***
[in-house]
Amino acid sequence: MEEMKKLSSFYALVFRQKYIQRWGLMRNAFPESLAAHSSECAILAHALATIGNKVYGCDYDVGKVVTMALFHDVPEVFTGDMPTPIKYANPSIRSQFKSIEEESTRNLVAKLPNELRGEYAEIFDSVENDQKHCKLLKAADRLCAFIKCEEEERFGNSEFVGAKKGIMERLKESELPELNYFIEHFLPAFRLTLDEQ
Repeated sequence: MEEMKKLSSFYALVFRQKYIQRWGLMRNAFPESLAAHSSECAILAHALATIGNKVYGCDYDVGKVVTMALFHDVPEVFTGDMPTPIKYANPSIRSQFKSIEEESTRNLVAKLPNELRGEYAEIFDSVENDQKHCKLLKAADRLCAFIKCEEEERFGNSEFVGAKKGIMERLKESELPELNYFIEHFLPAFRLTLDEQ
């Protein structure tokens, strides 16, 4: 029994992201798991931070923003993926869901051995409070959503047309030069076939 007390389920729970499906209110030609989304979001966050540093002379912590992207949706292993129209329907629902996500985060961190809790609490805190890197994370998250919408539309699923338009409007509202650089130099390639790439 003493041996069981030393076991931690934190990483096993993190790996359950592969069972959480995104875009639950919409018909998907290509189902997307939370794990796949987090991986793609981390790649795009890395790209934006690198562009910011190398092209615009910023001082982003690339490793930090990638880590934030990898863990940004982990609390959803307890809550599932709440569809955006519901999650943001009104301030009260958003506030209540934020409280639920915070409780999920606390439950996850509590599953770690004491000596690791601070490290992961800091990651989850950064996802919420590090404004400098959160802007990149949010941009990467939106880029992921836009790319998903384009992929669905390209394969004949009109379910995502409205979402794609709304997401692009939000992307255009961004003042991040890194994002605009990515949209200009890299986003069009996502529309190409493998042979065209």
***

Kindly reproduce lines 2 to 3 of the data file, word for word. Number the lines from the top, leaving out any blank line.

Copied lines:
Amino acid sequence: MEEMKKLSSFYALVFRQKYIQRWGLMRNAFPESLAAHSSECAILAHALATIGNKVYGCDYDVGKVVTMALFHDVPEVFTGDMPTPIKYANPSIRSQFKSIEEESTRNLVAKLPNELRGEYAEIFDSVENDQKHCKLLKAADRLCAFIKCEEEERFGNSEFVGAKKGIMERLKESELPELNYFIEHFLPAFRLTLDEQ
Repeated sequence: MEEMKKLSSFYALVFRQKYIQRWGLMRNAFPESLAAHSSECAILAHALATIGNKVYGCDYDVGKVVTMALFHDVPEVFTGDMPTPIKYANPSIRSQFKSIEEESTRNLVAKLPNELRGEYAEIFDSVENDQKHCKLLKAADRLCAFIKCEEEERFGNSEFVGAKKGIMERLKESELPELNYFIEHFLPAFRLTLDEQ